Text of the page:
Just over a decade ago, the renowned director Katie Mitchell crafted a production called ‘Ten Billion’ at the Royal Court Theatre. Centred on the topic of overpopulation, it took the form of a lecture by scientist Stephen Emmott. Although not extravagant, the show was focused and impactful. ‘A Play for the Living in a Time of Extinction’ can be seen as the prodigious, evolved descendant of ‘Ten Billion.’ At its core, it remains a lecture on extinction but surpasses the modest scale of its theatrical predecessor. While maintaining a lecture-style structure, this rendition features a script by Miranda Rose Hall and is performed as a compelling dramatic monologue by the immensely talented Danielle Henry.
This production is worth noting not only for its performances but also for its innovative approach. Produced by the trailblazing company Headlong, the show’s run at Stoke’s New Vic is part of a unique tour that doesn’t physically travel. Instead, the locally sourced set designed by Moi Tran and the cast are replicated at each venue. This concept becomes an integral part of the theatrical experience, perhaps even its most potent aspect.
The staging itself adds to the production’s resonance. Danielle Henry initiates the show with a brief preamble before boldly announcing “we’re going off grid,” motioning for the house lights at Stoke’s New Vic to be extinguished. Subsequently, a group of cyclists emerges, their pedalling on stationary bikes connected to a lower-energy secondary grid, creating an unsettling whirring soundscape. The ingenuity of having a group of 4 cyclists take to the stage to power the production is quite impressive and certainly innovative. There is something excitingly eerie as the audience is plunged into darkness, awaiting the return of light.
Hall’s play presents a blend of elements. It commences with a slightly perplexing concept in which Henry assumes the role of the dramaturg for a touring company that had been presenting an eco-themed production about climate catastrophe. However, due to unforeseen circumstances, her two colleagues are absent, leaving her to conclude the remaining show on her own.
These introductory aspects feel somewhat unnecessary and are swiftly abandoned, giving way to a more lecture-like format. Henry embarks on a journey through the Earth’s five prior mass extinctions, reminding the audience that we currently find ourselves in the midst of the sixth one. The tone feels confused at points as audience members are invited on stage to embody the Earth’s first trees through dance or share childhood memories associated with trees.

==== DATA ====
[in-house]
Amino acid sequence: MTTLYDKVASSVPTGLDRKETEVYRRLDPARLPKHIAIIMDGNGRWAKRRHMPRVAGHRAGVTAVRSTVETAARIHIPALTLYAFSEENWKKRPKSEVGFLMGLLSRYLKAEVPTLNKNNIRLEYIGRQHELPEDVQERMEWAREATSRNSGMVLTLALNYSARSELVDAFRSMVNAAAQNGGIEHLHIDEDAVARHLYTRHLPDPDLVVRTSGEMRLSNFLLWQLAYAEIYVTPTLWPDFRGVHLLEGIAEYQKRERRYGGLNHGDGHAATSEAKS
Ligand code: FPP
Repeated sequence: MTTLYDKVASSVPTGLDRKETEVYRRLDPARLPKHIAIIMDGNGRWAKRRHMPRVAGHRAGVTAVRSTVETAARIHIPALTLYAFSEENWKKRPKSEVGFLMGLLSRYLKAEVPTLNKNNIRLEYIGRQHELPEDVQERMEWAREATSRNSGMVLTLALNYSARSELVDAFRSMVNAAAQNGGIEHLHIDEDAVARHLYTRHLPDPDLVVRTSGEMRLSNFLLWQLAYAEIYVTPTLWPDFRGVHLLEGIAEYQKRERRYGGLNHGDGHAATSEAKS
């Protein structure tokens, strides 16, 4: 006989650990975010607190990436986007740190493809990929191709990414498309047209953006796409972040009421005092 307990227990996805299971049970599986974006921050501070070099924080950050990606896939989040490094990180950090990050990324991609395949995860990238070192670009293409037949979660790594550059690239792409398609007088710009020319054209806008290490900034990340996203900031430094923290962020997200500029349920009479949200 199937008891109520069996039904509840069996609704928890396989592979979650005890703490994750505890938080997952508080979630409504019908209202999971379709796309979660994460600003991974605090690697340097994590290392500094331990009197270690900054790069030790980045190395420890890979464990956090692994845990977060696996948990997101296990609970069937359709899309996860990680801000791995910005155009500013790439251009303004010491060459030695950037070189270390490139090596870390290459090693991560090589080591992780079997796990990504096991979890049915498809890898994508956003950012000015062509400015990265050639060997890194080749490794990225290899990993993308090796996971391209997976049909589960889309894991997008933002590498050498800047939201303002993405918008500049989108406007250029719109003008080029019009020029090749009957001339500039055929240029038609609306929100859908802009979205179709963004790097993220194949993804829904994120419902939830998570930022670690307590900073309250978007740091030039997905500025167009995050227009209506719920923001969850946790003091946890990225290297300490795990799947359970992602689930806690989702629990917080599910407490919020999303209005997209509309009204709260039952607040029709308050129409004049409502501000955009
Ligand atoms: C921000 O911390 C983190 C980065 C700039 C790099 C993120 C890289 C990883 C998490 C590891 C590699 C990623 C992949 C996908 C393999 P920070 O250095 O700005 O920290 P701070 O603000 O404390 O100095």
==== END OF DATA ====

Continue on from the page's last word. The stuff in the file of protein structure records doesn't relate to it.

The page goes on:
Undoubtedly, the highlight of the production lies in Henry’s performance. Although not characterised by intricate character work, her depiction of herself grappling with the spectre of animal extinctions is remarkable. It is her charisma that carries us through the earlier exposition, while her portrayal of horror and dismay adds weight to the impactful final section. Notably, a powerfully unsettling sequence unfolds as she solemnly recites the names of recently extinct or critically endangered plants and animals, accompanied by photographs and footage of these creatures and underscored by Paul Clark’s haunting music. Later, her vivid description of the devastating decline of brown bats leaves an indelible impression. It is these scenes which stayed with me throughout the rest of the performance and on the journey home.
However, Hall’s text feels scattered, encompassing fleeting but underexplored attempts at intersectionality by linking climate change to white supremacy, and an endeavour to convey the magnitude and emotional burden of extinction, culminating in a somewhat bewildering finale. Hall’s text excels in conveying the emotional weight of extinction but lacks the focused clarity required to make a compelling argument beyond the inherent sadness of extinction for humans. Undoubtedly, the play made me think, consider and evaluate climate change. However, the play doesn’t seem to claim to have a solution. Perhaps that is the most worrying takeaway from this piece.
Ultimately, ‘A Play for the Living in a Time of Extinction’ succeeds more as a thought-provoking piece of theatre than as a cohesive piece of drama. The logistical and creative aspects of its tour and staging hold a clear purpose. However, I fear that the actual show often lacks this same driving force. Nevertheless, this innovative production is incredibly unique and I would urge all theatre fans to see this show. You’re unlikely to find anything like this anywhere else. It reminds me that the New Vic remains a hub for theatre excellence, innovation and uniqueness.
A Play for The Living in a Time of Extinction is playing at the New Vic until Saturday 24th June 2023. Tickets and show information available here: https://www.newvictheatre.org.uk/productions/a-play-for-the-living-in-a-time-of-extinction/